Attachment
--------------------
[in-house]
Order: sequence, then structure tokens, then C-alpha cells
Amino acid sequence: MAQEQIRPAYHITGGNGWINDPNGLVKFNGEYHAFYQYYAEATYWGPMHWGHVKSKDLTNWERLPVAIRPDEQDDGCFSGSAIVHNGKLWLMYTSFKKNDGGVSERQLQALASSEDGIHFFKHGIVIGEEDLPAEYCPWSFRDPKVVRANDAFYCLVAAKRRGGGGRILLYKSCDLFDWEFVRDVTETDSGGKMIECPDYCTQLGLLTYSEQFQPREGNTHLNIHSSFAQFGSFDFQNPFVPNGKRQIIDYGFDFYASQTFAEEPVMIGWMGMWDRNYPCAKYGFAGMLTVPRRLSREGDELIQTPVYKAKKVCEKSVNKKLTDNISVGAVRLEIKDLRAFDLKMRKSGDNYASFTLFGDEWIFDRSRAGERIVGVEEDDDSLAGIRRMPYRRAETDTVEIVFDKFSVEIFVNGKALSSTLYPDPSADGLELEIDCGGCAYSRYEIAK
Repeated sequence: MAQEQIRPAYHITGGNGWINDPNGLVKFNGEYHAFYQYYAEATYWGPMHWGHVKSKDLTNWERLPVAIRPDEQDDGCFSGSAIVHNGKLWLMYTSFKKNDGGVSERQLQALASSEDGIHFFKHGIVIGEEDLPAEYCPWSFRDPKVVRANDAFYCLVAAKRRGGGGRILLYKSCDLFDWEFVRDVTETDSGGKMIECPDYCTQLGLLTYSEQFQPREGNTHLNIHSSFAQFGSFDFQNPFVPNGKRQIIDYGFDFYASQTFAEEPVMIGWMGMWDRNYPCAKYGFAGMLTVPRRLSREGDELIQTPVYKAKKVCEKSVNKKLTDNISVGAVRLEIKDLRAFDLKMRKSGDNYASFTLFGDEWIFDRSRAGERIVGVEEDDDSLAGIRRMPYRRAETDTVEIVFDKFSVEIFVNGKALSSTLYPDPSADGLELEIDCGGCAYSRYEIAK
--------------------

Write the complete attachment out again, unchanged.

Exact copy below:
[in-house]
Order: sequence, then structure tokens, then C-alpha cells
Amino acid sequence: MAQEQIRPAYHITGGNGWINDPNGLVKFNGEYHAFYQYYAEATYWGPMHWGHVKSKDLTNWERLPVAIRPDEQDDGCFSGSAIVHNGKLWLMYTSFKKNDGGVSERQLQALASSEDGIHFFKHGIVIGEEDLPAEYCPWSFRDPKVVRANDAFYCLVAAKRRGGGGRILLYKSCDLFDWEFVRDVTETDSGGKMIECPDYCTQLGLLTYSEQFQPREGNTHLNIHSSFAQFGSFDFQNPFVPNGKRQIIDYGFDFYASQTFAEEPVMIGWMGMWDRNYPCAKYGFAGMLTVPRRLSREGDELIQTPVYKAKKVCEKSVNKKLTDNISVGAVRLEIKDLRAFDLKMRKSGDNYASFTLFGDEWIFDRSRAGERIVGVEEDDDSLAGIRRMPYRRAETDTVEIVFDKFSVEIFVNGKALSSTLYPDPSADGLELEIDCGGCAYSRYEIAK
Repeated sequence: MAQEQIRPAYHITGGNGWINDPNGLVKFNGEYHAFYQYYAEATYWGPMHWGHVKSKDLTNWERLPVAIRPDEQDDGCFSGSAIVHNGKLWLMYTSFKKNDGGVSERQLQALASSEDGIHFFKHGIVIGEEDLPAEYCPWSFRDPKVVRANDAFYCLVAAKRRGGGGRILLYKSCDLFDWEFVRDVTETDSGGKMIECPDYCTQLGLLTYSEQFQPREGNTHLNIHSSFAQFGSFDFQNPFVPNGKRQIIDYGFDFYASQTFAEEPVMIGWMGMWDRNYPCAKYGFAGMLTVPRRLSREGDELIQTPVYKAKKVCEKSVNKKLTDNISVGAVRLEIKDLRAFDLKMRKSGDNYASFTLFGDEWIFDRSRAGERIVGVEEDDDSLAGIRRMPYRRAETDTVEIVFDKFSVEIFVNGKALSSTLYPDPSADGLELEIDCGGCAYSRYEIAK